For marketers it doesn’t matter if it is Facebook, Google, Tencent or Alibaba leading the charge; it is all about who can offer the most scale and ease of use to the consumer. Facebook has spent years easing its users into accepting more advertising by dressing it up as content tailored to their needs.
“What Facebook has done is set up in the consumer’s mind the relationship between the ad unit and the content unit,” says Norman.
“Facebook constantly optimises the ad load for each user to look at what their tolerance is. I think they have very cleverly managed to separate the commercial space and the consumer space…Over time we may see a very significant creative tipping point coming out of this,” Norman adds.
Facebook has its arch rival Snapchat to thank for this. Advertisers are unwittingly better prepared for this push into AR as they might have been for other innovations because thanks to Snapchat’s innovations through sponsored lenses and geofilters.
Recognising it can’t lead the AR charge on its own, Zuckerberg has invited its community of developers to build AR-based apps to work with its Camera Effects platform. However, like it has had to do with previous products, the business will need to answer accusations of it taking more from its contributors than it gives back to them amid growing tension between the platform and its contributors.
Channel 4 told The Drum earlier this year that for the 2 billion video views it amassed on the platform last year, Facebook paid the broadcaster a “tiny, minuscule amount of money” in return. Meanwhile the Guardian’s former editor-in-chief Alan Rusbridger accused Facebook of sucking up nearly $27m of the Guardian’s digital advertising revenue in 2015.
Beneath the veil of altruism the real reason for Zuckerberg’s AR developments can be traced back to his overall vision for Facebook to be ubiquitous to how people communicate. It’s the reason why Facebook is fighting Google to provide unreachable populations in areas across Africa and Asia with free internet access, and why Zuckerberg suggested the idea to F8 audiences that many physical products like TVs and smartphones can be replaced by virtual ones.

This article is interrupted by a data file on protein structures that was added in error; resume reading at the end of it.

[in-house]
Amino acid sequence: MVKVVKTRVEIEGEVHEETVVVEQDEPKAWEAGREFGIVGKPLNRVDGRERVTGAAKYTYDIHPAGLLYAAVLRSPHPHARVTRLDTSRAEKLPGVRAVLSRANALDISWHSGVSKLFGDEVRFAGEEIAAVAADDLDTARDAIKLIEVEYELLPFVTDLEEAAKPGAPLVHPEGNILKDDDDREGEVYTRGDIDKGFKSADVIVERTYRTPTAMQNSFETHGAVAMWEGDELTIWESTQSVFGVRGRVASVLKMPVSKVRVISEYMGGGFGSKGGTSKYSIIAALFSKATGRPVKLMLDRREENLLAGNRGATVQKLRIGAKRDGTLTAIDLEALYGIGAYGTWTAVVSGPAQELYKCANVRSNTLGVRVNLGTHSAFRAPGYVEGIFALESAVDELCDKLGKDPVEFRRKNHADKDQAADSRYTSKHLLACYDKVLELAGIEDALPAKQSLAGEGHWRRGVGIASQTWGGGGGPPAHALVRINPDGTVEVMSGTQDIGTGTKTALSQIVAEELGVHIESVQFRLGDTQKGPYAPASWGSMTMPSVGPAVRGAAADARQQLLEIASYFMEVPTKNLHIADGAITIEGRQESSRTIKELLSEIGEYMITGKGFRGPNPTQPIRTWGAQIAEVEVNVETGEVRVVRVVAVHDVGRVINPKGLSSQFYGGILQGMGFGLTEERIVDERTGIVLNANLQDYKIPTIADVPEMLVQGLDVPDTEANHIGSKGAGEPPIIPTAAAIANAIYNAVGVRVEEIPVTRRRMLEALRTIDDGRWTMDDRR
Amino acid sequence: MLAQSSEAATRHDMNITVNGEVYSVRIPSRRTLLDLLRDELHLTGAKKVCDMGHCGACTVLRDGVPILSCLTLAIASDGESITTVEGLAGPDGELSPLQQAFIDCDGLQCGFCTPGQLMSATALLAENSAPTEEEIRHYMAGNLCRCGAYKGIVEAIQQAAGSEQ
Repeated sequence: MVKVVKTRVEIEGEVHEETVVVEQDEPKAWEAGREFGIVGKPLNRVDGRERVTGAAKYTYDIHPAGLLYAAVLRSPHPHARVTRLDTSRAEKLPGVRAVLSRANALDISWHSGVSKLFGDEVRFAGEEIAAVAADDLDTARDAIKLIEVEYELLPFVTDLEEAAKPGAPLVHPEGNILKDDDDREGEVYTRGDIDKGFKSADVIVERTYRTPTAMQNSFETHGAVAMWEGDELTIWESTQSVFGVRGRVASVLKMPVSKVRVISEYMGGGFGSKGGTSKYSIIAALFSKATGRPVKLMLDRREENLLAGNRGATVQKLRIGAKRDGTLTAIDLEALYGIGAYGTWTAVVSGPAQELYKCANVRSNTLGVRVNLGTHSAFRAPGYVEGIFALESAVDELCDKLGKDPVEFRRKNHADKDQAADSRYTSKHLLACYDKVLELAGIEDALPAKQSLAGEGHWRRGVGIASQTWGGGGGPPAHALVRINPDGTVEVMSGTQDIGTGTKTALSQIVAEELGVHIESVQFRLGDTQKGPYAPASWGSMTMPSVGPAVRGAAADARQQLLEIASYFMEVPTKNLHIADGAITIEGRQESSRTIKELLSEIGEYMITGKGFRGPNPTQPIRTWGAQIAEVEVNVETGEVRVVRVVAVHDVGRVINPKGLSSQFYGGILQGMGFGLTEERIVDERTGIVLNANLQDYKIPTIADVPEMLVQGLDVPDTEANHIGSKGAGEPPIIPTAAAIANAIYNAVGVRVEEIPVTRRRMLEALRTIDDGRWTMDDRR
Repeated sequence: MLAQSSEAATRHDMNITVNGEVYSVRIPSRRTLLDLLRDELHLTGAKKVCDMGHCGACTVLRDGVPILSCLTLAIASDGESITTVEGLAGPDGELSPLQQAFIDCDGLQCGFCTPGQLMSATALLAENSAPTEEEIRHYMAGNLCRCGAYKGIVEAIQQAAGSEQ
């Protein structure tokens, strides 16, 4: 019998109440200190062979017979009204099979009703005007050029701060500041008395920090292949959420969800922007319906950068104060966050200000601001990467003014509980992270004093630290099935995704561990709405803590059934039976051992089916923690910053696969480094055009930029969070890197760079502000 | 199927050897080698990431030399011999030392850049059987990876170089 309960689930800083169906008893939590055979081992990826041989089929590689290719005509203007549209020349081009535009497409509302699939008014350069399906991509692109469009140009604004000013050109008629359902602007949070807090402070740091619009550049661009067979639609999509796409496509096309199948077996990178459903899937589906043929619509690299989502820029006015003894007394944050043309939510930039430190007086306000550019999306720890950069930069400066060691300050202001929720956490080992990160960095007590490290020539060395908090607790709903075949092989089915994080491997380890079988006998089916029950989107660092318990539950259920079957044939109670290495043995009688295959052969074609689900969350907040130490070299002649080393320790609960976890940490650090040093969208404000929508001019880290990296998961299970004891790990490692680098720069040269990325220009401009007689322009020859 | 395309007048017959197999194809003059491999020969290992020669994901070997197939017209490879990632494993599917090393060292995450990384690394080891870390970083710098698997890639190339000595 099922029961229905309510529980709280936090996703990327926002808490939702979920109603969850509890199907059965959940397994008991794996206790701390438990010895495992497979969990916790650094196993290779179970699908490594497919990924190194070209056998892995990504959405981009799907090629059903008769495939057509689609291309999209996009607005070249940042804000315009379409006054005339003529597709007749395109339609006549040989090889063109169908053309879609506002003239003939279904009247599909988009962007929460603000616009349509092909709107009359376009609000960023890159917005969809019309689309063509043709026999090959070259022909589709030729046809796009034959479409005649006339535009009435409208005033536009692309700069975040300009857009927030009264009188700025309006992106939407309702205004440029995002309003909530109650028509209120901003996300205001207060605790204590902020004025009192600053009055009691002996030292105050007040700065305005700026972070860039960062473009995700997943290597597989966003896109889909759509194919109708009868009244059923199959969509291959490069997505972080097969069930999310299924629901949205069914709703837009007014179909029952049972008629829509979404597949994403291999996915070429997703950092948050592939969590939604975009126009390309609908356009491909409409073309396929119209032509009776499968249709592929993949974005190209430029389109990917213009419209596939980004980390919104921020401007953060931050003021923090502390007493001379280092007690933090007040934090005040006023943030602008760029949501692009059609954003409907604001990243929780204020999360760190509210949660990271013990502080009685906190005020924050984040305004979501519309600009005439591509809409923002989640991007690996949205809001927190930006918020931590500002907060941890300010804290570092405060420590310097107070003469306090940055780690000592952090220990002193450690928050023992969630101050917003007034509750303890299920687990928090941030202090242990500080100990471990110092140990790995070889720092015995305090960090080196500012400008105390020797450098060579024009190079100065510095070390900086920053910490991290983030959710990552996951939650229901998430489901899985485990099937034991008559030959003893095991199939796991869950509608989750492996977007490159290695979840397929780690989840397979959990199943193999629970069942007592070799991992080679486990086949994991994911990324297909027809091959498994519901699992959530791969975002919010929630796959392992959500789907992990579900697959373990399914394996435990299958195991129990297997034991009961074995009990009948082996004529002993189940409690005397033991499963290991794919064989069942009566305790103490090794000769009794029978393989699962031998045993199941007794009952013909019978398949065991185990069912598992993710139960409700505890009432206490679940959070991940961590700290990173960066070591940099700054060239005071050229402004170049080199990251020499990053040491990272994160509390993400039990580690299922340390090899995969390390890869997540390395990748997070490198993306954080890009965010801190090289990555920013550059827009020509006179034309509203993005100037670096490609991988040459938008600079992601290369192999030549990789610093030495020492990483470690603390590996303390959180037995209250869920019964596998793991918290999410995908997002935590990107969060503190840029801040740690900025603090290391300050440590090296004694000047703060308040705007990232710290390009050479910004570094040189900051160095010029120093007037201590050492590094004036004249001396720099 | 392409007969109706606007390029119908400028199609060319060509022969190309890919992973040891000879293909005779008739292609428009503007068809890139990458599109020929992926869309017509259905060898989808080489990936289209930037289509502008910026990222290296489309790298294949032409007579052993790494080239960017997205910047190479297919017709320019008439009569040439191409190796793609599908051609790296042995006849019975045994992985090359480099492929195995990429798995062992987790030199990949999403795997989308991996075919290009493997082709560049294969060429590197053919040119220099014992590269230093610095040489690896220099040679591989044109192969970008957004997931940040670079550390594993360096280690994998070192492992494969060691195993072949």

“Ultimately, for these companies the technology is certainly about improving the experience for their users, but it is also about getting consumers more engaged with their services and learning more about them so the companies offering services are better able to monetise the information they have about their users,” says Ben Wood, Chief of research at CCS Insight.
The question is where Facebook draws the line when it comes to marketers stretching and morphing reality in order to push products to users.
“There are valid reasons why you might want to identify individuals or do analysis on a sales display or particular objects to get additional information – but equally some users might find the concept of Facebook analysing the spaces around them and extracting information based on the images, objects and people it detects a little disconcerting,” suggests Wood.
Regulation bodies and governments are always playing catch-up with new tech until something bad enough happens – like hate speech on social media, and brand misplacement on dodgy videos – that rules are implemented. The onus, therefore, lies once more in the hands of the creator to act as an editor to the way AR unfolds.
This article first appeared in www.thedrum.com